When we talk about education in politics, we often ask ourselves how much the school or other educational institutions are able to influence the political involvement of children. Theoretically, one of the school’s educational goals is to train politically active people. To what extent, however, are education and political ideas intertwined? And what is the nature of this relationship?
In this article we want to focus on the effects that formal education has on future political life. Of course, education covers a much wider field than that offered by purely school or academic life, but it is an important factor that cannot be ignored. In this sense, the “political effects” that we will take into account are: political implications, political attitude and political knowledge.
First, let’s analyze how education and political ideas influence each other through three variables: (a) external variables, (b) direct variables, and (c) indirect variables.
External variables that influence education and political ideas
At a statistical level, when we talk about modulating variables, external or third, we refer to the external elements that lead to a correlation between two factors. For example, in a city the number of hospitals and prisons is a correlated figure; cities with more hospitals also have more prisons, and this is due to the intervention of a third variable: population.
Even in the case of education and political ideas there are external factors that intervene on this binomial, partly explaining the correlation. Among these factors the most relevant are: cognitive abilities, personality and socio-economic level.
In the case of cognitive abilities, the relationship is quite obvious. Higher verbal skills, good abstract reasoning, excellent memory, along with other skills, help to make progress in education and political ideas. Conversely, poor cognitive abilities lead to poor school results and the development of poorer political ideas.
As for the personality, it is known that certain attitudes can influence education and political ideas. For example, a learner, curious, or eager to learn character benefits better academic achievement and broader political understanding.
Another key aspect is the socio-economic level: political life and higher education are socially limited domains. Those without financial resources cannot freely choose a career. Likewise, people with low socio-economic status usually don’t spend much time in politics; because they are directly removed from it or because they spend most of their time trying to survive in precarious working conditions.
Direct variables in education that can influence political ideas
In the great variability of formal education, we find that different ways of organizing education cause differences in so-called political capacity. This shows us that both variables are in direct relationship. But what are the specific aspects capable of intervening in this relationship? The most important are the contents of the school curriculum and educational values.
The contents of the curriculum can have a direct influence on the political knowledge acquired by students. For obvious reasons, the direct acquisition of political concepts generates future citizens with greater capacities for political analysis. Furthermore, the nature of this content greatly influences the student’s political position. For example, a political education that highlights the benefits of liberalism is likely to shape people more attached to this current.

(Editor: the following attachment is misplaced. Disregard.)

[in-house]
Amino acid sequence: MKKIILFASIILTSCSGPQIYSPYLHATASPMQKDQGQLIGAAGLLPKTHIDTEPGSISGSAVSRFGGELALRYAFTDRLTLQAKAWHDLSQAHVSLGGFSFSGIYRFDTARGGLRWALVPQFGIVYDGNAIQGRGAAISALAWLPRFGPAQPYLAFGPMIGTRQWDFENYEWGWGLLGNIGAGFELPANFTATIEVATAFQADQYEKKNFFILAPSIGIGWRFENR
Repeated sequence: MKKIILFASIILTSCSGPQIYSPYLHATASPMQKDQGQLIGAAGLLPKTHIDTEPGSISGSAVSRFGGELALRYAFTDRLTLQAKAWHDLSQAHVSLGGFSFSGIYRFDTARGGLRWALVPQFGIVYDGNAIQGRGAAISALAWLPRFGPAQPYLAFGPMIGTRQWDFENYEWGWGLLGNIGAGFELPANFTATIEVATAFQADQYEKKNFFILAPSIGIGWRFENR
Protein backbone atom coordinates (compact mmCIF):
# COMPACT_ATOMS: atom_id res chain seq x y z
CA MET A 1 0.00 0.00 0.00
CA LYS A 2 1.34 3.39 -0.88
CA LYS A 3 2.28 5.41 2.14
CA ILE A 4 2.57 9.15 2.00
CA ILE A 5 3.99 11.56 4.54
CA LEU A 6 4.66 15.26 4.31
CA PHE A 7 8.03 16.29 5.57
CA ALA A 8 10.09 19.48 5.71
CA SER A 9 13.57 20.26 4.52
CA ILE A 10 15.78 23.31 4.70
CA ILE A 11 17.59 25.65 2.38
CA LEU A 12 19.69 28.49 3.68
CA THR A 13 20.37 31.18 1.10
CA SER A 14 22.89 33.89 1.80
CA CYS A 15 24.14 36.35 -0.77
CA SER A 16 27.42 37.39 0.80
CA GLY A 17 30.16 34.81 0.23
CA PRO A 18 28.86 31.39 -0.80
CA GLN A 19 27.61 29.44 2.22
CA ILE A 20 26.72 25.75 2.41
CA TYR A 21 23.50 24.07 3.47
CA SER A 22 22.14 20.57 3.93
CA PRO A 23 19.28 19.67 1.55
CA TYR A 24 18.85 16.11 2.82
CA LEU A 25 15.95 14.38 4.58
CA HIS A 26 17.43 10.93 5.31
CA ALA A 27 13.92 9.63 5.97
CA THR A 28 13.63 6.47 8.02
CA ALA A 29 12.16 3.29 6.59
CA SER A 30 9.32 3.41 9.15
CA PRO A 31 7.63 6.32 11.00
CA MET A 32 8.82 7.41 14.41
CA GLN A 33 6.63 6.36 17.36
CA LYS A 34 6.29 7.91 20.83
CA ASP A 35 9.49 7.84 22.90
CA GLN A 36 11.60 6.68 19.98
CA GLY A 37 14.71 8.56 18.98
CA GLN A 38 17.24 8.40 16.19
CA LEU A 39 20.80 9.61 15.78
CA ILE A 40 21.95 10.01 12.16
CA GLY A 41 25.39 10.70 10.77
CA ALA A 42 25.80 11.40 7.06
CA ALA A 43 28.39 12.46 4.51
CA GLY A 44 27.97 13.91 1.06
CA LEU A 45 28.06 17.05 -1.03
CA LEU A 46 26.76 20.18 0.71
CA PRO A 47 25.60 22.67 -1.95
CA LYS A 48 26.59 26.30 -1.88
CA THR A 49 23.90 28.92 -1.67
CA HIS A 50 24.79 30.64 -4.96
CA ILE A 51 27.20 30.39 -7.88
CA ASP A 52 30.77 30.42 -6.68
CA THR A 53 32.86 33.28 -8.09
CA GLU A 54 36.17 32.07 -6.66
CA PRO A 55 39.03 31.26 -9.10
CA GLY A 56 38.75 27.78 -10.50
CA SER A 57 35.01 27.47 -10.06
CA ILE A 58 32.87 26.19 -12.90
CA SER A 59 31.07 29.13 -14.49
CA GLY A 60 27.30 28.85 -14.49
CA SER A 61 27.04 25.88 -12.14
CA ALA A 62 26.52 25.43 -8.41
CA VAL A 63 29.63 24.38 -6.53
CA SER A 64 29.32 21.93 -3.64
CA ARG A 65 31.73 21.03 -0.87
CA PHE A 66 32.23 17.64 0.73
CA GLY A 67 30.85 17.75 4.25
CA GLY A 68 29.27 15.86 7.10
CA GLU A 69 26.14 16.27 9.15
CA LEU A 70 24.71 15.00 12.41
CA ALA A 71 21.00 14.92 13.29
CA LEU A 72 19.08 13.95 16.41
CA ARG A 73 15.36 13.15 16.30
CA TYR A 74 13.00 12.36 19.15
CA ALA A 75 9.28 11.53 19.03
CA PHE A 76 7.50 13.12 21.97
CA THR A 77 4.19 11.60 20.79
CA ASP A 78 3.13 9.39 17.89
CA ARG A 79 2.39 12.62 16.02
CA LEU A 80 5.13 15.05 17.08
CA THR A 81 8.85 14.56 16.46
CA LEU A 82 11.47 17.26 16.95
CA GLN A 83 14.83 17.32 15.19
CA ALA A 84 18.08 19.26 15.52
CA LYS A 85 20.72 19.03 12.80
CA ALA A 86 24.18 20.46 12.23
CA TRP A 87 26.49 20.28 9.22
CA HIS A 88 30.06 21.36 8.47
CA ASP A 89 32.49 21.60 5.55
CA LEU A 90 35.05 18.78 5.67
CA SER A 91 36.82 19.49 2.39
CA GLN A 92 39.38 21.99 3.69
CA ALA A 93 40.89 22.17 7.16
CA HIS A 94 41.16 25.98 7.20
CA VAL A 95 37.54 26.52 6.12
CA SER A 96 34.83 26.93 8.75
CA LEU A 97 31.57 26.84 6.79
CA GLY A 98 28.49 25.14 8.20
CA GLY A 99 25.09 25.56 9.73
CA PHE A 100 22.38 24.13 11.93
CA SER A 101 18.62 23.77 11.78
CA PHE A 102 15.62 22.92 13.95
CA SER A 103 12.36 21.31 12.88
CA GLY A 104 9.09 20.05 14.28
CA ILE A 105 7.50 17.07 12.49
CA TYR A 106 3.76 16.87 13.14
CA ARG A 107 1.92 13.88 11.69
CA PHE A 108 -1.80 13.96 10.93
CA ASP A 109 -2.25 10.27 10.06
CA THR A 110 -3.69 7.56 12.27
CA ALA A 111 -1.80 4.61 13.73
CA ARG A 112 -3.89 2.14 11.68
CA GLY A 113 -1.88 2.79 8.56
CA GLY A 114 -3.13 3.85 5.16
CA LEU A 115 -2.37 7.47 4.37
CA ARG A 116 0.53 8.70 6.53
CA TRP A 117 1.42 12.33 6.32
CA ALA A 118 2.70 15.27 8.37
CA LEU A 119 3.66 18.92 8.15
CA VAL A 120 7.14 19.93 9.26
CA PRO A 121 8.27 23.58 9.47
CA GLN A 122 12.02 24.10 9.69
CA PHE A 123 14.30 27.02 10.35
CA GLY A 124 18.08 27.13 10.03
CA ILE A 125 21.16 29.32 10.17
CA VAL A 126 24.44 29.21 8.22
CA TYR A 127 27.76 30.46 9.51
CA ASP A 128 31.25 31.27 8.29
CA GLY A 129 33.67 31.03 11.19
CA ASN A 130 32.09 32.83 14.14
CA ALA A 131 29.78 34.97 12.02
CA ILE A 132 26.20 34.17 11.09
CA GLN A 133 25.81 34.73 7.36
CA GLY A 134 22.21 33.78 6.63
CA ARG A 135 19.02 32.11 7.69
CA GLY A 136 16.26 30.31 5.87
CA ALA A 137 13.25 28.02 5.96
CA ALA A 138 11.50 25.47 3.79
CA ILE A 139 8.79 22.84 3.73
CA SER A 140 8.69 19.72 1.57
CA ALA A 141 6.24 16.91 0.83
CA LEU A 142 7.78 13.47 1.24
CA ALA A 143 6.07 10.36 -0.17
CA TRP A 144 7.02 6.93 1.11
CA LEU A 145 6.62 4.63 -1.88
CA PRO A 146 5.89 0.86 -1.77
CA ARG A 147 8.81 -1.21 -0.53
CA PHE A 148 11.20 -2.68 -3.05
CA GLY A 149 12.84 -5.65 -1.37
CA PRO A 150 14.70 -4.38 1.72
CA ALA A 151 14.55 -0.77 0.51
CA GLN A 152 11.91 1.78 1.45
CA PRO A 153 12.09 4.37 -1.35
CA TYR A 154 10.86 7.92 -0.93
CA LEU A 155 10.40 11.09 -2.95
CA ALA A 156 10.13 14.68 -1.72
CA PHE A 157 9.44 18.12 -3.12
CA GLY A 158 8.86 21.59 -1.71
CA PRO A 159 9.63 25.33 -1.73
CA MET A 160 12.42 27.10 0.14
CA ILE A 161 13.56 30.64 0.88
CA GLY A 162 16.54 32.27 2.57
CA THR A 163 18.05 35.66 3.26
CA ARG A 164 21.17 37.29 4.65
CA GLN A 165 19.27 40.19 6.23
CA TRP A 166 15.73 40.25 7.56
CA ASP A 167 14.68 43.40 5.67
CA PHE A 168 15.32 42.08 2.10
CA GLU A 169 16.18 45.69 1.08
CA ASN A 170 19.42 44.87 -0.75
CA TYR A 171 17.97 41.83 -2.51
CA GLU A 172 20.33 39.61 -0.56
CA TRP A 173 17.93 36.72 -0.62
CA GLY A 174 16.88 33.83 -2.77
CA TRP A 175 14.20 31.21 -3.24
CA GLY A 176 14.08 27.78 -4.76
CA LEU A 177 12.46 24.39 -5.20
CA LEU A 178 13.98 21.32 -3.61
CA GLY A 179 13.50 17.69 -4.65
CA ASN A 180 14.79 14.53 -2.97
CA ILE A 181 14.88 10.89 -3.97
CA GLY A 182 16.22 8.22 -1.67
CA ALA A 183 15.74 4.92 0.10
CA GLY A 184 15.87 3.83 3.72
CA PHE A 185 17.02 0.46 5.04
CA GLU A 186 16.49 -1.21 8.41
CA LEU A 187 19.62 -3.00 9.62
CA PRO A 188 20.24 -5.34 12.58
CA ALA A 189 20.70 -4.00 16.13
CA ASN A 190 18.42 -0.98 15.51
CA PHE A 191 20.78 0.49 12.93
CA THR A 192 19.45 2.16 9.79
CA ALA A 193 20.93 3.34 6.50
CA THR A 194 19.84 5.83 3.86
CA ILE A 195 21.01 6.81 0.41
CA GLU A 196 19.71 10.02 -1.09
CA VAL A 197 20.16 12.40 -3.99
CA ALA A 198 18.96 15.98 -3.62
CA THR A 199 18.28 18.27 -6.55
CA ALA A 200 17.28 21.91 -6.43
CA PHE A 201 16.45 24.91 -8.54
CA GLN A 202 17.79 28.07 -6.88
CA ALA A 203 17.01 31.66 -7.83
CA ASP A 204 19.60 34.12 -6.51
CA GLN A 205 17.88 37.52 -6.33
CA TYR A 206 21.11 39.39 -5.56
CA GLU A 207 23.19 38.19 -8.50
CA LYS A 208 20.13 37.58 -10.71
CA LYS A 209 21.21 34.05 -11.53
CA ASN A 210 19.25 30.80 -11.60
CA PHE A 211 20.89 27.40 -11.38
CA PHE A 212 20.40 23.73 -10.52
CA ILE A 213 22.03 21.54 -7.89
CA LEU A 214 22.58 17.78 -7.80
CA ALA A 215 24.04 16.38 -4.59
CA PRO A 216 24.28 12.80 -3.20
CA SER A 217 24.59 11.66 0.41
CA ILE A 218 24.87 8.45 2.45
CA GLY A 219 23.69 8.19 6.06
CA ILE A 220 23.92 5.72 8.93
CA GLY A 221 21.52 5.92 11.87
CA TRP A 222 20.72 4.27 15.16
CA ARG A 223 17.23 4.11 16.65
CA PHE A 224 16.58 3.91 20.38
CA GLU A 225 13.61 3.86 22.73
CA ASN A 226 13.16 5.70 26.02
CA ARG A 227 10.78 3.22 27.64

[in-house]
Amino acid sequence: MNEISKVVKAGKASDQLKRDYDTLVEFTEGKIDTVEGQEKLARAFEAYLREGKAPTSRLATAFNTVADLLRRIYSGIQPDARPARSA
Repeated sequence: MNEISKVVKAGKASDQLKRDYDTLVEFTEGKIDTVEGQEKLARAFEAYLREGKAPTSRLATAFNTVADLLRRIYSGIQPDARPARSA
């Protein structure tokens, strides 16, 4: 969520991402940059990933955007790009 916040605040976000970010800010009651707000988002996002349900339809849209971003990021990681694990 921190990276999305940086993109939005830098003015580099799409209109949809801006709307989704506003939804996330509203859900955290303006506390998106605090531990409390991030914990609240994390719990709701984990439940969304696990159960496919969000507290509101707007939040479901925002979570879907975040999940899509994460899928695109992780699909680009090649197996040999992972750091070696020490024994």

An education in values based on dialogue, debate and a critical view of facts is essential if a good political conscience is to be stimulated in students. If, on the other hand, the individual receives a closed and hierarchical education, he gets used to dogmas and authority, elements that hinder the development of a critical attitude towards politics.
Indirect variables between education and political ideas
It is probable that the level of education achieved will end up influencing many aspects of the person’s life; entering the world of work after compulsory school or after finishing a doctorate is not the same thing. Many of the changes related to the level of education affect the political attitude. The most important indirect variables are social position, self-concept and opportunity.
The level of studies reached places us, in the eyes of society, “above” or “below” the others. This is due to a long series of stereotypes that the higher the level of education, the greater the political influence, all other variables being equal.
Furthermore, everything we learn during our school life affects the way we see ourselves. This self-concept predisposes us to insert ourselves, to categorize ourselves within the group of people with a level of education similar to ours. And groups that include people with better academic or academic results are more socially accepted in the political world.
Finally, a higher level of education generally offers more individual opportunities ; we are therefore talking about greater or lesser possibilities to carry out activities of a political nature.
The relationship between education and political ideas can be analyzed from several points of view. But they can all be useful in understanding how to move so that our society is made up of politically active and highly competent people. The first is perhaps that of guaranteeing access to politics for all, freeing it from a social or economic status ; in this way, political parties would certainly be more representative, with a greater chance of meeting the collective interests of society.